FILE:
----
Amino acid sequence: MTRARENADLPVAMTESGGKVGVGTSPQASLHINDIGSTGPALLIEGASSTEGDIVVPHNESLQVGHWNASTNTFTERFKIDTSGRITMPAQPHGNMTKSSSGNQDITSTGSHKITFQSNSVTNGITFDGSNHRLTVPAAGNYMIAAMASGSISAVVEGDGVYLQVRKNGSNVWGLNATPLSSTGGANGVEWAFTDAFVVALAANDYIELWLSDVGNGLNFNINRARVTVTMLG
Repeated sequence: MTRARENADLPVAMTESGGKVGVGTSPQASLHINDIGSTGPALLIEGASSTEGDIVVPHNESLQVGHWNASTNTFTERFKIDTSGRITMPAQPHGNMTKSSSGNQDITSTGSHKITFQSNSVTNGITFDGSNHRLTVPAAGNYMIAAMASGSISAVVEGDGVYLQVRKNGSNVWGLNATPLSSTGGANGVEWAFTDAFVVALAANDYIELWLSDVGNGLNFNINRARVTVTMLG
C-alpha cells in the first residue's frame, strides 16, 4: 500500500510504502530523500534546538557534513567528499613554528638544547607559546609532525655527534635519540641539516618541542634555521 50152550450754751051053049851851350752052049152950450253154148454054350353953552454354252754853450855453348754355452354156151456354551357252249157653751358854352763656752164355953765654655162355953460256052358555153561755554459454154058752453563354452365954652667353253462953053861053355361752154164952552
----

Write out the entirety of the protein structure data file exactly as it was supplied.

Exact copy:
Amino acid sequence: MTRARENADLPVAMTESGGKVGVGTSPQASLHINDIGSTGPALLIEGASSTEGDIVVPHNESLQVGHWNASTNTFTERFKIDTSGRITMPAQPHGNMTKSSSGNQDITSTGSHKITFQSNSVTNGITFDGSNHRLTVPAAGNYMIAAMASGSISAVVEGDGVYLQVRKNGSNVWGLNATPLSSTGGANGVEWAFTDAFVVALAANDYIELWLSDVGNGLNFNINRARVTVTMLG
Repeated sequence: MTRARENADLPVAMTESGGKVGVGTSPQASLHINDIGSTGPALLIEGASSTEGDIVVPHNESLQVGHWNASTNTFTERFKIDTSGRITMPAQPHGNMTKSSSGNQDITSTGSHKITFQSNSVTNGITFDGSNHRLTVPAAGNYMIAAMASGSISAVVEGDGVYLQVRKNGSNVWGLNATPLSSTGGANGVEWAFTDAFVVALAANDYIELWLSDVGNGLNFNINRARVTVTMLG
C-alpha cells in the first residue's frame, strides 16, 4: 500500500510504502530523500534546538557534513567528499613554528638544547607559546609532525655527534635519540641539516618541542634555521 50152550450754751051053049851851350752052049152950450253154148454054350353953552454354252754853450855453348754355452354156151456354551357252249157653751358854352763656752164355953765654655162355953460256052358555153561755554459454154058752453563354452365954652667353253462953053861053355361752154164952552